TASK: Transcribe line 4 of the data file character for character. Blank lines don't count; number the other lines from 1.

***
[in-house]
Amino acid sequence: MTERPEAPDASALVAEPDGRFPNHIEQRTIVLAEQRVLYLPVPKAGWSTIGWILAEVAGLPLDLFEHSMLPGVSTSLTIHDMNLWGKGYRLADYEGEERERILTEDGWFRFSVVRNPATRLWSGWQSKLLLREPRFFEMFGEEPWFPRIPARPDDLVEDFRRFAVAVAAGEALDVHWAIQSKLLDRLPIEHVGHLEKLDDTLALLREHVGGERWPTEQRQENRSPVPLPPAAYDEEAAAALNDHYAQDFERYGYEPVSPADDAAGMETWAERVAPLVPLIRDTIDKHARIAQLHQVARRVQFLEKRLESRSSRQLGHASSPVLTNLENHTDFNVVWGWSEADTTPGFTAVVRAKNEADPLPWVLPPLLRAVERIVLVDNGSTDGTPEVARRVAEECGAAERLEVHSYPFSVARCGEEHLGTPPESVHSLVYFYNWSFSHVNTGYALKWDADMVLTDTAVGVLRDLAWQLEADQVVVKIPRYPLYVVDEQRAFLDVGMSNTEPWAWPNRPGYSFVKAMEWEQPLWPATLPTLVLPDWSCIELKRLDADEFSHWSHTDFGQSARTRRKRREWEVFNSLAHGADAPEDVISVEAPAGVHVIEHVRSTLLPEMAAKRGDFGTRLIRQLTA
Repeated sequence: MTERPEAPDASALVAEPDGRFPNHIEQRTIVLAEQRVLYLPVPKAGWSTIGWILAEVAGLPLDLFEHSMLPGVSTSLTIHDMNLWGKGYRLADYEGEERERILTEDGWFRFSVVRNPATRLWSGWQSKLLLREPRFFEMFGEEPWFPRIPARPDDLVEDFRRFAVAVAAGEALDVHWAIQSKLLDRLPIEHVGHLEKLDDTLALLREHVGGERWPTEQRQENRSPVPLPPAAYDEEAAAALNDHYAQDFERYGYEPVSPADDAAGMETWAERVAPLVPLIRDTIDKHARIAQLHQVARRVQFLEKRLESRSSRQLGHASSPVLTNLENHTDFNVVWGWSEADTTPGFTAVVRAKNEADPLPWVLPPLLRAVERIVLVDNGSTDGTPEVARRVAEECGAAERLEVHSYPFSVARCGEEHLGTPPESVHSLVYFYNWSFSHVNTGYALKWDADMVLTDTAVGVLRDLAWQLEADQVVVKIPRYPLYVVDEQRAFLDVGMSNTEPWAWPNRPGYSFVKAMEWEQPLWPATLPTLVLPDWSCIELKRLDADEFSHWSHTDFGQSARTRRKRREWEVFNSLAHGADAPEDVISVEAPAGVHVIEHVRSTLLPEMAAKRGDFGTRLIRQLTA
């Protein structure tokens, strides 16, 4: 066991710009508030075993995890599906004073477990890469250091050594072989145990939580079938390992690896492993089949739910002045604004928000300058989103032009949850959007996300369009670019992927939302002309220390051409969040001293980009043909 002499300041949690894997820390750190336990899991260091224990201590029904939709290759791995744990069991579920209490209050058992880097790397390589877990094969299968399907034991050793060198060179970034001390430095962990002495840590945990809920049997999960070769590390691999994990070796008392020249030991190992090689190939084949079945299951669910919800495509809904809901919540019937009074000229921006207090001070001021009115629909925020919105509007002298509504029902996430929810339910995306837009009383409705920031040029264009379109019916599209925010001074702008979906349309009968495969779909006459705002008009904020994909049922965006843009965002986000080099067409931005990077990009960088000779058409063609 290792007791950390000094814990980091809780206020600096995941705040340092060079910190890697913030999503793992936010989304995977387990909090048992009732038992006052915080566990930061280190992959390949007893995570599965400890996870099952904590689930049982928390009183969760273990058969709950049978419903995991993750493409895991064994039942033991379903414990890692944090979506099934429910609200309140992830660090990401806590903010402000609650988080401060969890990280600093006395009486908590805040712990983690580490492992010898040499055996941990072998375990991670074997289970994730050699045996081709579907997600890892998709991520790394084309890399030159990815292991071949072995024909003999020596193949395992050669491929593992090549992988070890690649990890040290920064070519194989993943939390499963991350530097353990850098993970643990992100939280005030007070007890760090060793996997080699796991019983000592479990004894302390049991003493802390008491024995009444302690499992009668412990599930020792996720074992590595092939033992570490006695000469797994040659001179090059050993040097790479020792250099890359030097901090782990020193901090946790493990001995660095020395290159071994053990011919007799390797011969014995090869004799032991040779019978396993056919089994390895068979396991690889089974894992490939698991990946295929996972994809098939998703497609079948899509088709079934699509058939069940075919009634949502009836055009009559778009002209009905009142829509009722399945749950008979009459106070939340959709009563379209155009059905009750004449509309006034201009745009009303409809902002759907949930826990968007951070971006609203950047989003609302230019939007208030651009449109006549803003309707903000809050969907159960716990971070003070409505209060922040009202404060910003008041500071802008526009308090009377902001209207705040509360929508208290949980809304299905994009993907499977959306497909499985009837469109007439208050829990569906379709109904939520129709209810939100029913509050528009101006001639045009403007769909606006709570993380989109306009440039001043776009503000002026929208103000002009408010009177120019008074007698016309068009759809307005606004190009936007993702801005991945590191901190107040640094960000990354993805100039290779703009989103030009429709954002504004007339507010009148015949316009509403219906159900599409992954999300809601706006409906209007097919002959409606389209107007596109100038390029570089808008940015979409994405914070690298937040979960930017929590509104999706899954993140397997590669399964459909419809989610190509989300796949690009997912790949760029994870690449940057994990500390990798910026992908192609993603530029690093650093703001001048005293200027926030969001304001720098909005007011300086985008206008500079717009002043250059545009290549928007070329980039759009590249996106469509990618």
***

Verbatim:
């Protein structure tokens, strides 16, 4: 066991710009508030075993995890599906004073477990890469250091050594072989145990939580079938390992690896492993089949739910002045604004928000300058989103032009949850959007996300369009670019992927939302002309220390051409969040001293980009043909 002499300041949690894997820390750190336990899991260091224990201590029904939709290759791995744990069991579920209490209050058992880097790397390589877990094969299968399907034991050793060198060179970034001390430095962990002495840590945990809920049997999960070769590390691999994990070796008392020249030991190992090689190939084949079945299951669910919800495509809904809901919540019937009074000229921006207090001070001021009115629909925020919105509007002298509504029902996430929810339910995306837009009383409705920031040029264009379109019916599209925010001074702008979906349309009968495969779909006459705002008009904020994909049922965006843009965002986000080099067409931005990077990009960088000779058409063609 290792007791950390000094814990980091809780206020600096995941705040340092060079910190890697913030999503793992936010989304995977387990909090048992009732038992006052915080566990930061280190992959390949007893995570599965400890996870099952904590689930049982928390009183969760273990058969709950049978419903995991993750493409895991064994039942033991379903414990890692944090979506099934429910609200309140992830660090990401806590903010402000609650988080401060969890990280600093006395009486908590805040712990983690580490492992010898040499055996941990072998375990991670074997289970994730050699045996081709579907997600890892998709991520790394084309890399030159990815292991071949072995024909003999020596193949395992050669491929593992090549992988070890690649990890040290920064070519194989993943939390499963991350530097353990850098993970643990992100939280005030007070007890760090060793996997080699796991019983000592479990004894302390049991003493802390008491024995009444302690499992009668412990599930020792996720074992590595092939033992570490006695000469797994040659001179090059050993040097790479020792250099890359030097901090782990020193901090946790493990001995660095020395290159071994053990011919007799390797011969014995090869004799032991040779019978396993056919089994390895068979396991690889089974894992490939698991990946295929996972994809098939998703497609079948899509088709079934699509058939069940075919009634949502009836055009009559778009002209009905009142829509009722399945749950008979009459106070939340959709009563379209155009059905009750004449509309006034201009745009009303409809902002759907949930826990968007951070971006609203950047989003609302230019939007208030651009449109006549803003309707903000809050969907159960716990971070003070409505209060922040009202404060910003008041500071802008526009308090009377902001209207705040509360929508208290949980809304299905994009993907499977959306497909499985009837469109007439208050829990569906379709109904939520129709209810939100029913509050528009101006001639045009403007769909606006709570993380989109306009440039001043776009503000002026929208103000002009408010009177120019008074007698016309068009759809307005606004190009936007993702801005991945590191901190107040640094960000990354993805100039290779703009989103030009429709954002504004007339507010009148015949316009509403219906159900599409992954999300809601706006409906209007097919002959409606389209107007596109100038390029570089808008940015979409994405914070690298937040979960930017929590509104999706899954993140397997590669399964459909419809989610190509989300796949690009997912790949760029994870690449940057994990500390990798910026992908192609993603530029690093650093703001001048005293200027926030969001304001720098909005007011300086985008206008500079717009002043250059545009290549928007070329980039759009590249996106469509990618």